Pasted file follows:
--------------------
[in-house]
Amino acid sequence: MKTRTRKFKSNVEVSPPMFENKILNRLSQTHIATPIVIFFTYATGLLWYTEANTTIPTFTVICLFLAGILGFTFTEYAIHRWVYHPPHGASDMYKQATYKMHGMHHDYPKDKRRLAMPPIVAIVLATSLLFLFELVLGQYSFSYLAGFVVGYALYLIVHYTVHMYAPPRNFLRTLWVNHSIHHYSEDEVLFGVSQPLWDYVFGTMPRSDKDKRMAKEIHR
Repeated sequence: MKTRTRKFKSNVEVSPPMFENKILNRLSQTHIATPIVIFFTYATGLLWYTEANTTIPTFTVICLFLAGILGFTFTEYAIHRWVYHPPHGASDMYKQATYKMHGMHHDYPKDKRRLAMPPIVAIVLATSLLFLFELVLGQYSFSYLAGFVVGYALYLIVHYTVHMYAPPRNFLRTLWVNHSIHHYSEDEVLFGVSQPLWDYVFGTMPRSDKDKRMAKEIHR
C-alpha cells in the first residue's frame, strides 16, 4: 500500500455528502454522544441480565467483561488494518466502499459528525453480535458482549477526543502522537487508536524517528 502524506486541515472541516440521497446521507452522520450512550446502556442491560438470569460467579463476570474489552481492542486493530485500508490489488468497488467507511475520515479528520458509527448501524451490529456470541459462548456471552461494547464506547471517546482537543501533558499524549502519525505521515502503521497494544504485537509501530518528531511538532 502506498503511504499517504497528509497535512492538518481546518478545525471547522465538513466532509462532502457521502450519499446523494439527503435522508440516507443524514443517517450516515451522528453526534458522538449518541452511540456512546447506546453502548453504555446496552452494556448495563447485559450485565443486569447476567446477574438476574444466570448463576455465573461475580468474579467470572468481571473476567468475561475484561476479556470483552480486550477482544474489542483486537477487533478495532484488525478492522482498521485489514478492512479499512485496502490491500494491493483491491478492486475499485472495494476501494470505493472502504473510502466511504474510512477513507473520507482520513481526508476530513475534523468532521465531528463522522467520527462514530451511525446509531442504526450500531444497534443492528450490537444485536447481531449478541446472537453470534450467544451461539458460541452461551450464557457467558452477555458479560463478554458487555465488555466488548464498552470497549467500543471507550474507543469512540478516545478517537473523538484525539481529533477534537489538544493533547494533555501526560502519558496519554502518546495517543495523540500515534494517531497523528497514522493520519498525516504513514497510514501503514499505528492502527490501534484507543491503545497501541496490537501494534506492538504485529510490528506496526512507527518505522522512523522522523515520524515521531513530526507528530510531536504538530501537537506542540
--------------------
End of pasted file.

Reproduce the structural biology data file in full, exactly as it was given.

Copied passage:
[in-house]
Amino acid sequence: MKTRTRKFKSNVEVSPPMFENKILNRLSQTHIATPIVIFFTYATGLLWYTEANTTIPTFTVICLFLAGILGFTFTEYAIHRWVYHPPHGASDMYKQATYKMHGMHHDYPKDKRRLAMPPIVAIVLATSLLFLFELVLGQYSFSYLAGFVVGYALYLIVHYTVHMYAPPRNFLRTLWVNHSIHHYSEDEVLFGVSQPLWDYVFGTMPRSDKDKRMAKEIHR
Repeated sequence: MKTRTRKFKSNVEVSPPMFENKILNRLSQTHIATPIVIFFTYATGLLWYTEANTTIPTFTVICLFLAGILGFTFTEYAIHRWVYHPPHGASDMYKQATYKMHGMHHDYPKDKRRLAMPPIVAIVLATSLLFLFELVLGQYSFSYLAGFVVGYALYLIVHYTVHMYAPPRNFLRTLWVNHSIHHYSEDEVLFGVSQPLWDYVFGTMPRSDKDKRMAKEIHR
C-alpha cells in the first residue's frame, strides 16, 4: 500500500455528502454522544441480565467483561488494518466502499459528525453480535458482549477526543502522537487508536524517528 502524506486541515472541516440521497446521507452522520450512550446502556442491560438470569460467579463476570474489552481492542486493530485500508490489488468497488467507511475520515479528520458509527448501524451490529456470541459462548456471552461494547464506547471517546482537543501533558499524549502519525505521515502503521497494544504485537509501530518528531511538532 502506498503511504499517504497528509497535512492538518481546518478545525471547522465538513466532509462532502457521502450519499446523494439527503435522508440516507443524514443517517450516515451522528453526534458522538449518541452511540456512546447506546453502548453504555446496552452494556448495563447485559450485565443486569447476567446477574438476574444466570448463576455465573461475580468474579467470572468481571473476567468475561475484561476479556470483552480486550477482544474489542483486537477487533478495532484488525478492522482498521485489514478492512479499512485496502490491500494491493483491491478492486475499485472495494476501494470505493472502504473510502466511504474510512477513507473520507482520513481526508476530513475534523468532521465531528463522522467520527462514530451511525446509531442504526450500531444497534443492528450490537444485536447481531449478541446472537453470534450467544451461539458460541452461551450464557457467558452477555458479560463478554458487555465488555466488548464498552470497549467500543471507550474507543469512540478516545478517537473523538484525539481529533477534537489538544493533547494533555501526560502519558496519554502518546495517543495523540500515534494517531497523528497514522493520519498525516504513514497510514501503514499505528492502527490501534484507543491503545497501541496490537501494534506492538504485529510490528506496526512507527518505522522512523522522523515520524515521531513530526507528530510531536504538530501537537506542540